The Red Parts: Autobiography of a Trial

Image of The Red Parts: Autobiography of a Trial
Release Date: 
April 4, 2016
Graywolf Press
Reviewed by: 

“a fast read about a ghastly situation and its effects on myriad people.”

The Red Parts by Maggie Nelson is a republication of her original work from 2007.

Nelson’s aunt, Jane Mixer, was murdered in 1969, and Nelson is haunted by that event. In spite of the fact that she never knew her aunt, the family lore and various accounts of it prompted her to write Jane to give her aunt the life that was taken away.

Although the case remained unsolved for 35 years, expecting that the murder had been put to rest, the entire incident surfaced again in 2004 when a suspect was found once DNA testing came of age. The man, Gary Leitner, was charged with Jane’s murder and put on trial. This story is the result of the new situation and intended to be an “autobiography” of his trial.

Nelson explains in the preface, “One aim I had while writing was to allow the events of the trial, the events of my childhood, the events of Jane’s murder, and the act of writing to share a single spatial and temporal moment.”

She achieves this goal by writing of the details of a dysfunctional family from all perspectives. While the book gives some insight into the trial, that appears to be more of an underpinning to her family history. Sitting in the courtroom, having discussions with her mother, talking to friends—every moment raises childhood experiences to the surface, and these she discusses in some detail.

At various points throughout the book, Nelson refers to the prosecution’s photo gallery of Jane’s murder scene. Although only using six photos throughout, the description of each photo grabs the reader and throws him or her into the dark recesses of Nelson’s mind.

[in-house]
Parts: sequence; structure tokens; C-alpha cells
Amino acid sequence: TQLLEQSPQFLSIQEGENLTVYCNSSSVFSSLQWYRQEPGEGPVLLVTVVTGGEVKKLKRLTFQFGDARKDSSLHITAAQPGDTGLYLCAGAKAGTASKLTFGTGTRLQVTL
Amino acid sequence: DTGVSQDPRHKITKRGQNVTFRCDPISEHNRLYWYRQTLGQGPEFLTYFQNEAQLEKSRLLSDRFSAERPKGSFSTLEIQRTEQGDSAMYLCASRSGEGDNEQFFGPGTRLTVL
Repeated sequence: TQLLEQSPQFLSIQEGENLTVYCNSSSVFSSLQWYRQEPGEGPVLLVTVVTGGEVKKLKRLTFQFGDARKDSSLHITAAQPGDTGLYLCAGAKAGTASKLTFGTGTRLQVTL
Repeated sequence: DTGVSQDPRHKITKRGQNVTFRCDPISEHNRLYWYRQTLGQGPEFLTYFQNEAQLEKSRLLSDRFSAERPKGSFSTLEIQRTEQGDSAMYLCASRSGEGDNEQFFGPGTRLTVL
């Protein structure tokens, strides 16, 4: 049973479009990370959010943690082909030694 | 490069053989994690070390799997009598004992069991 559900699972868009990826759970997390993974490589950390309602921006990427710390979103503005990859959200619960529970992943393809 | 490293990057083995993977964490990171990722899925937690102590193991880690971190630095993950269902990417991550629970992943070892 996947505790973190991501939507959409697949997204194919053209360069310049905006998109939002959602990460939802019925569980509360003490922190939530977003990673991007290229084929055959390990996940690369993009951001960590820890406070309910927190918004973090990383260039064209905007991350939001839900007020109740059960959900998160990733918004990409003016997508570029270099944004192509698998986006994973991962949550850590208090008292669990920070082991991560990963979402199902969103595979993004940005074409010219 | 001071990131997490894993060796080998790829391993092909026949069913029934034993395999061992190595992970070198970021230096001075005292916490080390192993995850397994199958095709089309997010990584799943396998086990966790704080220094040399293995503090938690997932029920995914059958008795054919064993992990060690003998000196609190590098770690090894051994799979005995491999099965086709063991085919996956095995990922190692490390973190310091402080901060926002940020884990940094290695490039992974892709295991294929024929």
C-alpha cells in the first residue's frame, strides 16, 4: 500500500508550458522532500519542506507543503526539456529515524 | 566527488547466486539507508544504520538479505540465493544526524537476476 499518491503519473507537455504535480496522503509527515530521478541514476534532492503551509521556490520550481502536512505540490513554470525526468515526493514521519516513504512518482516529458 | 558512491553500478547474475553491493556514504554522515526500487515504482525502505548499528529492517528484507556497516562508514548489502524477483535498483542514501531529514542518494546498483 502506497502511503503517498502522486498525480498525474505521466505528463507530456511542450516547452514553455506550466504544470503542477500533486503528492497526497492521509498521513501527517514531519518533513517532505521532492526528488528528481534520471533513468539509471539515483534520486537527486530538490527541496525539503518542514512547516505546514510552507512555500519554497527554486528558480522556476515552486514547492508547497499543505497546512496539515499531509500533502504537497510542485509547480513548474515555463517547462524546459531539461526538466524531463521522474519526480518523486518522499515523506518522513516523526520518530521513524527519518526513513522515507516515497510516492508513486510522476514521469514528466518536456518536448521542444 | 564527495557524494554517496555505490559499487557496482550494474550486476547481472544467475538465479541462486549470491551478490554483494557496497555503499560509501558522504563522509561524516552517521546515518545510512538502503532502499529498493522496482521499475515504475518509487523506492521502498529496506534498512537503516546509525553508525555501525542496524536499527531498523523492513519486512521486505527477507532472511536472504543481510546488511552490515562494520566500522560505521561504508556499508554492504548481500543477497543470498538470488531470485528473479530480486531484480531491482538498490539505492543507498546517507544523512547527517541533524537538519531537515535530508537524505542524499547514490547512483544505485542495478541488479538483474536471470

Nelson’s specifics about her sister’s problems, her mother’s affair, her parents divorce, her own perceived inadequacies regarding taking control of her life, her father’s death, her mother’s two marriages—all accounts throw a cover of the actual trial details with a heavy blanket of pitiful behavior.

Having said that, it is apparent that writing about these family issues while attempting to make sense of the distance between the murder and the trial, provided a cathartic outlet for Nelson’s emotions.

In the chapter The Victim Room, Nelson seems to sum up the finality of a murder trial as the verdict is read. “I try not to look at Leiterman’s family. I know they are devastated. ‘Justice’ may have been done, but at this moment the courtroom is simply a room full of broken people, each racked with his or her particular grief, and the air heavy with them all.”

Her writing style is clear; through her choice of words and phrases molded into understandable metaphors and similes, she presents sharp visions of what she is seeing and feeling, and she shares the rawness of these images with her readers.

Although moving back and forth through her personal issues may be difficult reading, her writing is charged with the emotional pictures that make the reader want to continue moving forward. This is a fast read about a ghastly situation and its effects on myriad people.